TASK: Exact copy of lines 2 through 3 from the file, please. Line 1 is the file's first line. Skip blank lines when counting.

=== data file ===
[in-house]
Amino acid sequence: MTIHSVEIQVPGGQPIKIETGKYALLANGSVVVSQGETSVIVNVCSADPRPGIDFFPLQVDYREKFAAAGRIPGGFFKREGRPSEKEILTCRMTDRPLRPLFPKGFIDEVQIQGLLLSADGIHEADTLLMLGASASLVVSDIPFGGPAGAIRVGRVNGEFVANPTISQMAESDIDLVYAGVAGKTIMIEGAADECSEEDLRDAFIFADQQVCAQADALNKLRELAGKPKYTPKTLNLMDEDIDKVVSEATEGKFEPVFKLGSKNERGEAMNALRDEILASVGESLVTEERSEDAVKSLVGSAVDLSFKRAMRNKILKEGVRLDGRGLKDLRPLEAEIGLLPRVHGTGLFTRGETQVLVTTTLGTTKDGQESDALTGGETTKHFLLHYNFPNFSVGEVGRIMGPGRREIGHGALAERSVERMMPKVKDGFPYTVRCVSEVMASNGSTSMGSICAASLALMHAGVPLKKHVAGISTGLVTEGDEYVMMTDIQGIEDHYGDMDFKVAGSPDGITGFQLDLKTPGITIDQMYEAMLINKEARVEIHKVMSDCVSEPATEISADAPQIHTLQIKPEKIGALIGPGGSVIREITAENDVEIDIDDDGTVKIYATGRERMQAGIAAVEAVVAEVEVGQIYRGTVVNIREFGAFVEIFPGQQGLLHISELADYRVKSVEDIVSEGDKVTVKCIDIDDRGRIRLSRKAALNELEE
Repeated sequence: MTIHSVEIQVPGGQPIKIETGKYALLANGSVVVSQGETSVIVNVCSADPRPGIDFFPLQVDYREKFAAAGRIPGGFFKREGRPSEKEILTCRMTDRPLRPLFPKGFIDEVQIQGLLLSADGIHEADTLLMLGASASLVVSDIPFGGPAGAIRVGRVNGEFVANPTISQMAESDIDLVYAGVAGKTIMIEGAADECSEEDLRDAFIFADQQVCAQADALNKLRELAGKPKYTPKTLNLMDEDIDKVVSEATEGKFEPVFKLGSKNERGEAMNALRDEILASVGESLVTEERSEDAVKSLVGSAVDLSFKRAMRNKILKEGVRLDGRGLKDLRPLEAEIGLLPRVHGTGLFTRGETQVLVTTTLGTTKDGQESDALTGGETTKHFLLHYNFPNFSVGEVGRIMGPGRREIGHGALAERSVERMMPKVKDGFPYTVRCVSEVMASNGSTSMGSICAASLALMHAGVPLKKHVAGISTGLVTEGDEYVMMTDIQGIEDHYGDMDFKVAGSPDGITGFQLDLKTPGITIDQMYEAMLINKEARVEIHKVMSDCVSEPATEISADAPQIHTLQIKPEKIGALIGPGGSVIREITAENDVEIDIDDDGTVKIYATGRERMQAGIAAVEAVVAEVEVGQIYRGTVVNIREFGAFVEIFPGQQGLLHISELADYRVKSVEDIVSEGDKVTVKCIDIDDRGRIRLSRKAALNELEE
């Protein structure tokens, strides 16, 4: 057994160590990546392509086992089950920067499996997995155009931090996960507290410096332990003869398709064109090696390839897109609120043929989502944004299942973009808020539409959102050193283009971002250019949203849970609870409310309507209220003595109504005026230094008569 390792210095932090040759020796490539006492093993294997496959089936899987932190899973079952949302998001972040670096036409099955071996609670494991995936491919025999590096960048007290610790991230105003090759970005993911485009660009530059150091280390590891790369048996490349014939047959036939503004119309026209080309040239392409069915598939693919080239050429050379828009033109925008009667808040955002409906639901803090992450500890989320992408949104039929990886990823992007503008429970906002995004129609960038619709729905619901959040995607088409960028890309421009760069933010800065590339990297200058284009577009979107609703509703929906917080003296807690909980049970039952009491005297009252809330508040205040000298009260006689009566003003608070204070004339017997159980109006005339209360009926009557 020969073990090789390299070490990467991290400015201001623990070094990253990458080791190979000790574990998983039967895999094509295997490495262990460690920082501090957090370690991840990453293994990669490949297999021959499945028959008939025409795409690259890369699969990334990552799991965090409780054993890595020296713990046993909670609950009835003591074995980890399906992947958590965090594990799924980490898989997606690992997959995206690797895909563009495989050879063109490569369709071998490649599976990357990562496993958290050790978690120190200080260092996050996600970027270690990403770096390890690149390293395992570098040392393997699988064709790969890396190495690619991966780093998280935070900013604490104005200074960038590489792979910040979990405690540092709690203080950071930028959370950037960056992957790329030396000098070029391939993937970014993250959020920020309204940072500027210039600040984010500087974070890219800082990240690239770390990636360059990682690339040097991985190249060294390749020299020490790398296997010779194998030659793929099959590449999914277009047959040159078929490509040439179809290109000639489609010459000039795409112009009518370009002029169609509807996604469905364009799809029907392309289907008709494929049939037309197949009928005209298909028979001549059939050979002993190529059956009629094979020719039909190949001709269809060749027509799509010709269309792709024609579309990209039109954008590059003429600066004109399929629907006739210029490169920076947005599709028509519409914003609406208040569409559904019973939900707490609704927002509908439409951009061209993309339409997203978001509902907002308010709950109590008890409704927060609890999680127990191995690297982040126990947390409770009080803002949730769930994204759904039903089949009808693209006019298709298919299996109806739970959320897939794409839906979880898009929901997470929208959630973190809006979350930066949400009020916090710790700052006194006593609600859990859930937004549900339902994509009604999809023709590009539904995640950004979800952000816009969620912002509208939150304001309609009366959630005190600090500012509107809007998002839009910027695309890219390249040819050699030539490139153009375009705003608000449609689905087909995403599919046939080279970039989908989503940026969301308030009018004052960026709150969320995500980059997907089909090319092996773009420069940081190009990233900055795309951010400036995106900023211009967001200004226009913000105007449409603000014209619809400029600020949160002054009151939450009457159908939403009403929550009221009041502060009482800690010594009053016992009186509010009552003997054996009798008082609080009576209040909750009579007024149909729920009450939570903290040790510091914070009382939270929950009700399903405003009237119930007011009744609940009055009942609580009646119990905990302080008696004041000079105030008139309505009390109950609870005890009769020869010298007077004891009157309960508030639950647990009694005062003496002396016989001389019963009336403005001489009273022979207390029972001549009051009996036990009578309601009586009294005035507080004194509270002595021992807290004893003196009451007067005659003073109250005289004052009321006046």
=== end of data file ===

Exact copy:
Amino acid sequence: MTIHSVEIQVPGGQPIKIETGKYALLANGSVVVSQGETSVIVNVCSADPRPGIDFFPLQVDYREKFAAAGRIPGGFFKREGRPSEKEILTCRMTDRPLRPLFPKGFIDEVQIQGLLLSADGIHEADTLLMLGASASLVVSDIPFGGPAGAIRVGRVNGEFVANPTISQMAESDIDLVYAGVAGKTIMIEGAADECSEEDLRDAFIFADQQVCAQADALNKLRELAGKPKYTPKTLNLMDEDIDKVVSEATEGKFEPVFKLGSKNERGEAMNALRDEILASVGESLVTEERSEDAVKSLVGSAVDLSFKRAMRNKILKEGVRLDGRGLKDLRPLEAEIGLLPRVHGTGLFTRGETQVLVTTTLGTTKDGQESDALTGGETTKHFLLHYNFPNFSVGEVGRIMGPGRREIGHGALAERSVERMMPKVKDGFPYTVRCVSEVMASNGSTSMGSICAASLALMHAGVPLKKHVAGISTGLVTEGDEYVMMTDIQGIEDHYGDMDFKVAGSPDGITGFQLDLKTPGITIDQMYEAMLINKEARVEIHKVMSDCVSEPATEISADAPQIHTLQIKPEKIGALIGPGGSVIREITAENDVEIDIDDDGTVKIYATGRERMQAGIAAVEAVVAEVEVGQIYRGTVVNIREFGAFVEIFPGQQGLLHISELADYRVKSVEDIVSEGDKVTVKCIDIDDRGRIRLSRKAALNELEE
Repeated sequence: MTIHSVEIQVPGGQPIKIETGKYALLANGSVVVSQGETSVIVNVCSADPRPGIDFFPLQVDYREKFAAAGRIPGGFFKREGRPSEKEILTCRMTDRPLRPLFPKGFIDEVQIQGLLLSADGIHEADTLLMLGASASLVVSDIPFGGPAGAIRVGRVNGEFVANPTISQMAESDIDLVYAGVAGKTIMIEGAADECSEEDLRDAFIFADQQVCAQADALNKLRELAGKPKYTPKTLNLMDEDIDKVVSEATEGKFEPVFKLGSKNERGEAMNALRDEILASVGESLVTEERSEDAVKSLVGSAVDLSFKRAMRNKILKEGVRLDGRGLKDLRPLEAEIGLLPRVHGTGLFTRGETQVLVTTTLGTTKDGQESDALTGGETTKHFLLHYNFPNFSVGEVGRIMGPGRREIGHGALAERSVERMMPKVKDGFPYTVRCVSEVMASNGSTSMGSICAASLALMHAGVPLKKHVAGISTGLVTEGDEYVMMTDIQGIEDHYGDMDFKVAGSPDGITGFQLDLKTPGITIDQMYEAMLINKEARVEIHKVMSDCVSEPATEISADAPQIHTLQIKPEKIGALIGPGGSVIREITAENDVEIDIDDDGTVKIYATGRERMQAGIAAVEAVVAEVEVGQIYRGTVVNIREFGAFVEIFPGQQGLLHISELADYRVKSVEDIVSEGDKVTVKCIDIDDRGRIRLSRKAALNELEE